Italy has added two more regions to its coronavirus high-risk “red zones” as the daily case count has surged again.
The two regions, Tuscany and Campania, will join the other four and one autonomous province to be put under strict restrictions, starting from Sunday, reports Xinhua news agency.
Earlier this month, the Italian government had introduced a three-tier system and split the country into three zones: red for the highest risk, orange for medium risk, and yellow for low risk.
“We are asking people for further sacrifices,” Italian Health Minister Roberto Speranza wrote on Facebook on Saturday.
“There is no alternative path if we want to lower the number of deaths, contain infections, and avoid our health services to be put under an unbearable burden… We will make it, but everyone’s contribution is essential,” he added.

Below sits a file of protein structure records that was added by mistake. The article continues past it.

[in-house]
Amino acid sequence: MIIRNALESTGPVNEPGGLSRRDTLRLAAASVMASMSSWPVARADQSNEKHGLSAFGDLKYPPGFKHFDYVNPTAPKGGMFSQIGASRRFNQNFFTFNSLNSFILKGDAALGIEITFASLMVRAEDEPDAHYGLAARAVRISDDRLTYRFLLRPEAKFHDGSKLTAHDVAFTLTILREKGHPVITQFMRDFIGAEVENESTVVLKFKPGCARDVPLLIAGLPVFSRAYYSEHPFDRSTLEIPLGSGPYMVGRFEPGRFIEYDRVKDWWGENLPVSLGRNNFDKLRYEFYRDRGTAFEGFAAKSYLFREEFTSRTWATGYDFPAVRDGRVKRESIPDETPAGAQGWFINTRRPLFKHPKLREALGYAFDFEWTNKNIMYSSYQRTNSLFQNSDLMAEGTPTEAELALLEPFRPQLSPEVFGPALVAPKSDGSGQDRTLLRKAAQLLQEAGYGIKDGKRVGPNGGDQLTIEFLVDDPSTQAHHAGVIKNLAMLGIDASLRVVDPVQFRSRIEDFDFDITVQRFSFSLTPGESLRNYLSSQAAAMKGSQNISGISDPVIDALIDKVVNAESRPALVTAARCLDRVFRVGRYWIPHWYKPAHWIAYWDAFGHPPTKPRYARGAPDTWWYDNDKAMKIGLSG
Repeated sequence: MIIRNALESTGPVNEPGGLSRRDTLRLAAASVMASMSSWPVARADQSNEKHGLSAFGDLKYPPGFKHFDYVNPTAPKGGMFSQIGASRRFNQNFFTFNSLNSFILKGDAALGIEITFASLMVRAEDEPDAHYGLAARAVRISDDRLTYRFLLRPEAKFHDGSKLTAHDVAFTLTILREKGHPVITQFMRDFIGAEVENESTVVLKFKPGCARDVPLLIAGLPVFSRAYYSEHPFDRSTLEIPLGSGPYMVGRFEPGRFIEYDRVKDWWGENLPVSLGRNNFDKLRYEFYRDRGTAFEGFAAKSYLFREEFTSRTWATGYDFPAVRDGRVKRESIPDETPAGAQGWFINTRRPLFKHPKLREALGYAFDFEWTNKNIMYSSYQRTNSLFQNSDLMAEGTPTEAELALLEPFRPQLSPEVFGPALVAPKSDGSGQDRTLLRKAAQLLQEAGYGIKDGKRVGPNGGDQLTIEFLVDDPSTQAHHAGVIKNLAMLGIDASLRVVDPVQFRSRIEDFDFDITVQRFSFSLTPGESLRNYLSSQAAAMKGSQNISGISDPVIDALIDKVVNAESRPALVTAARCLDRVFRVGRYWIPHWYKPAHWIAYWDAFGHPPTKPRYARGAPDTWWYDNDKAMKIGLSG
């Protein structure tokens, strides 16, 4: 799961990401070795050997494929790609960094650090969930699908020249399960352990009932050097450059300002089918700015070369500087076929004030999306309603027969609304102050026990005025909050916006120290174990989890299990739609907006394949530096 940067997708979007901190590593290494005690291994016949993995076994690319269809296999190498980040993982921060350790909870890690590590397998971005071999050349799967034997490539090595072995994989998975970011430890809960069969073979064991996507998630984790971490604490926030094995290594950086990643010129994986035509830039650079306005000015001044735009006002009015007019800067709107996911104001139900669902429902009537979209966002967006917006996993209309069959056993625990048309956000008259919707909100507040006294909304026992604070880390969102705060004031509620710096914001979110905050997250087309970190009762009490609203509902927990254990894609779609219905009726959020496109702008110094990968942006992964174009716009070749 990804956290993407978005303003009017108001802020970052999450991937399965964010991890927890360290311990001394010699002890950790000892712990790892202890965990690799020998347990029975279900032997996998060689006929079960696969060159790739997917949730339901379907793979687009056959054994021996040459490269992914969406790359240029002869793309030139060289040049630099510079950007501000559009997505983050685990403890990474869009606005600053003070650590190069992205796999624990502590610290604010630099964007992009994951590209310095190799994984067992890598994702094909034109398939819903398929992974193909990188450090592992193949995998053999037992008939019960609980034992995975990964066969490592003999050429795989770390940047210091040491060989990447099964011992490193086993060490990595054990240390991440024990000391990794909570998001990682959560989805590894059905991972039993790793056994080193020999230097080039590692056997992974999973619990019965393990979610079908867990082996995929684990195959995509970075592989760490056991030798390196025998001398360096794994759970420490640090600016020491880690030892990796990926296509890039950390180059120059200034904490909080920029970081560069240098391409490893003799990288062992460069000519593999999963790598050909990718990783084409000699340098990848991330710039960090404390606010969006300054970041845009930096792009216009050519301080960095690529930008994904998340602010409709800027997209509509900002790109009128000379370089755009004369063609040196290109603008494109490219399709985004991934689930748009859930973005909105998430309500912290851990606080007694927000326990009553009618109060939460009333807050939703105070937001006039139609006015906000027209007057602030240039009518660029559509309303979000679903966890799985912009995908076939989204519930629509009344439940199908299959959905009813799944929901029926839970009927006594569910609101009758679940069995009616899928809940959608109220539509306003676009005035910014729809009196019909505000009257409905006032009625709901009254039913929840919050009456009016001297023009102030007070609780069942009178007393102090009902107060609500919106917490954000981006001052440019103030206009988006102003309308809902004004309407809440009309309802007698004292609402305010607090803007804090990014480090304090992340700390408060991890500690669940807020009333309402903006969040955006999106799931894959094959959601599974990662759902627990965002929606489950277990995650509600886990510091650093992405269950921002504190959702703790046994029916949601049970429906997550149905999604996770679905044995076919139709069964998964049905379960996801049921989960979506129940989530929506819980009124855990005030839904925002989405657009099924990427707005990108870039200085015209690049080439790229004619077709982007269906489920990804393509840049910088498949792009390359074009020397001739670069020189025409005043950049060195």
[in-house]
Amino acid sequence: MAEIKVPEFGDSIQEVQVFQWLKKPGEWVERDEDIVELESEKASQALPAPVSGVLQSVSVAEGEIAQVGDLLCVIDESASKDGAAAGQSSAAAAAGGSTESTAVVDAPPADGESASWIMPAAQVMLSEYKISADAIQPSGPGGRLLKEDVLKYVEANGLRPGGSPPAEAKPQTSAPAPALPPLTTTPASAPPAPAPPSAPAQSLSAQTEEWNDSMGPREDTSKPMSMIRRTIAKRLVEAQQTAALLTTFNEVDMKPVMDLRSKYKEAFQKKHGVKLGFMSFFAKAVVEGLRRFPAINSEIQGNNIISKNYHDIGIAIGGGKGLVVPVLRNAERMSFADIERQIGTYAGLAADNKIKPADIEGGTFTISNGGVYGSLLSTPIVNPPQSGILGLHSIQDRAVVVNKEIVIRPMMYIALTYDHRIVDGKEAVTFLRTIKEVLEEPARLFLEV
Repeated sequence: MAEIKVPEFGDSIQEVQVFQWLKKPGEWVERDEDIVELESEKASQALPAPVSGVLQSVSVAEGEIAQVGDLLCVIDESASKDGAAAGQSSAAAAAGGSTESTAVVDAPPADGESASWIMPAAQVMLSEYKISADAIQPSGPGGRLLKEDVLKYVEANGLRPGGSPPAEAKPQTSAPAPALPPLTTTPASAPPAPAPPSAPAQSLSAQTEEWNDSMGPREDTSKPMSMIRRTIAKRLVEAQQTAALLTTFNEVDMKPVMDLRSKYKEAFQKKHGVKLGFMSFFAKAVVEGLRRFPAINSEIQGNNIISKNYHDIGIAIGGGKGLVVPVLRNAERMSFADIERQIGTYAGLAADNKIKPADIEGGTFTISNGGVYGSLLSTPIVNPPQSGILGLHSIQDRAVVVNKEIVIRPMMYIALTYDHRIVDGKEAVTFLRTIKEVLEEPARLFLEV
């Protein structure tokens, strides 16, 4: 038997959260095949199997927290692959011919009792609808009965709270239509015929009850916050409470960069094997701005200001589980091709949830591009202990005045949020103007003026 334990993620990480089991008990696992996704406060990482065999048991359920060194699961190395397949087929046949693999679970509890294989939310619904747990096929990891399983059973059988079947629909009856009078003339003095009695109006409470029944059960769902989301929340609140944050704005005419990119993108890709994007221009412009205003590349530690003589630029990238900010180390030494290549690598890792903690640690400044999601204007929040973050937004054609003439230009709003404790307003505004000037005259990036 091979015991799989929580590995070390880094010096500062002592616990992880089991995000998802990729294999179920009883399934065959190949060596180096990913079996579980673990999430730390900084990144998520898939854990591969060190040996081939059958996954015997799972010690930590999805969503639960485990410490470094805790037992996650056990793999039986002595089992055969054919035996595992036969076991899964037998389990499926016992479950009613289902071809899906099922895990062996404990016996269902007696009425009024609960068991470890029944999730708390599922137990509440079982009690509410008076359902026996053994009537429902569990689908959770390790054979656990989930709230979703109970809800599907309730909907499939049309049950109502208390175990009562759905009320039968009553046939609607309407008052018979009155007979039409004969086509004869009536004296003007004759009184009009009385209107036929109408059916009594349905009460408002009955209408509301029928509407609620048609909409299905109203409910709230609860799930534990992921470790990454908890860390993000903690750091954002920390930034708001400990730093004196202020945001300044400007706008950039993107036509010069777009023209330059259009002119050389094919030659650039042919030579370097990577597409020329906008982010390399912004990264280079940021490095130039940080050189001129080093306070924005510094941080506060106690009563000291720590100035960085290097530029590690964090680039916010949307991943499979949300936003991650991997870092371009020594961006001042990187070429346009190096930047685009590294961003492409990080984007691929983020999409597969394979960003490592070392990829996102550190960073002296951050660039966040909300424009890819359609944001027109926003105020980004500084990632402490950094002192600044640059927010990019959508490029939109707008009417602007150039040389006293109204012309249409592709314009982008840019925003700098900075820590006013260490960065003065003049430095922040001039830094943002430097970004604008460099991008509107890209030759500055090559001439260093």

The “red zones” are subjected to restrictions equal to a soft lockdown.
Currently, in the “red zones” are Lombardy, Piedmont and the Aosta Valley in the north, and Calabria in the south, plus the Alto Adige (or South Tyrol) autonomous province in northern Italy.
In the “red zones”, all non-essential shops are shut, and non-essential movements are prohibited, as well as moving from one city to another within the region or to other parts of the country.
Outdoor sports activities are permitted within a short distance from home only.
Secondary schools (as in the rest of the country) and middle schools have to resort to full-time distant learning again, as in the first two-month-long national lockdown declared in spring.
These rules would add to the other restrictions implemented all over across the country, such as a curfew from 10 p.m. to 5 a.m., and the closure of gyms, discos, theatres, and museums.
As of Sunday, Italy’s overall coronavirus caseload and death toll stood at 1,144,552 and 44,683, respectively.